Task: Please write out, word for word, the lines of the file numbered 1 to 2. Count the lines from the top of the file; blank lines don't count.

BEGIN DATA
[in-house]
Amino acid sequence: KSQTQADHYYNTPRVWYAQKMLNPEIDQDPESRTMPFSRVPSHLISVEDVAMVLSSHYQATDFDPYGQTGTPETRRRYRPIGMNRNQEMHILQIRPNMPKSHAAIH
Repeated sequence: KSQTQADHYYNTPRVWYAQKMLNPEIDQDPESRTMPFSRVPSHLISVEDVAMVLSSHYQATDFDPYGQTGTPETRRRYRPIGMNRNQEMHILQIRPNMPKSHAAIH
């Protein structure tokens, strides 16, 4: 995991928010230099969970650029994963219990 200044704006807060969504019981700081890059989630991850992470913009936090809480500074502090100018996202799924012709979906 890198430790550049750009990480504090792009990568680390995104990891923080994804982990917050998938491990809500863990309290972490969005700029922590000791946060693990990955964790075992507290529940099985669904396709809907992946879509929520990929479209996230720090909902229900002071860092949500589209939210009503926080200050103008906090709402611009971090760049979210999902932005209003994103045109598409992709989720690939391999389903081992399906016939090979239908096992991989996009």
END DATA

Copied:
[in-house]
Amino acid sequence: KSQTQADHYYNTPRVWYAQKMLNPEIDQDPESRTMPFSRVPSHLISVEDVAMVLSSHYQATDFDPYGQTGTPETRRRYRPIGMNRNQEMHILQIRPNMPKSHAAIH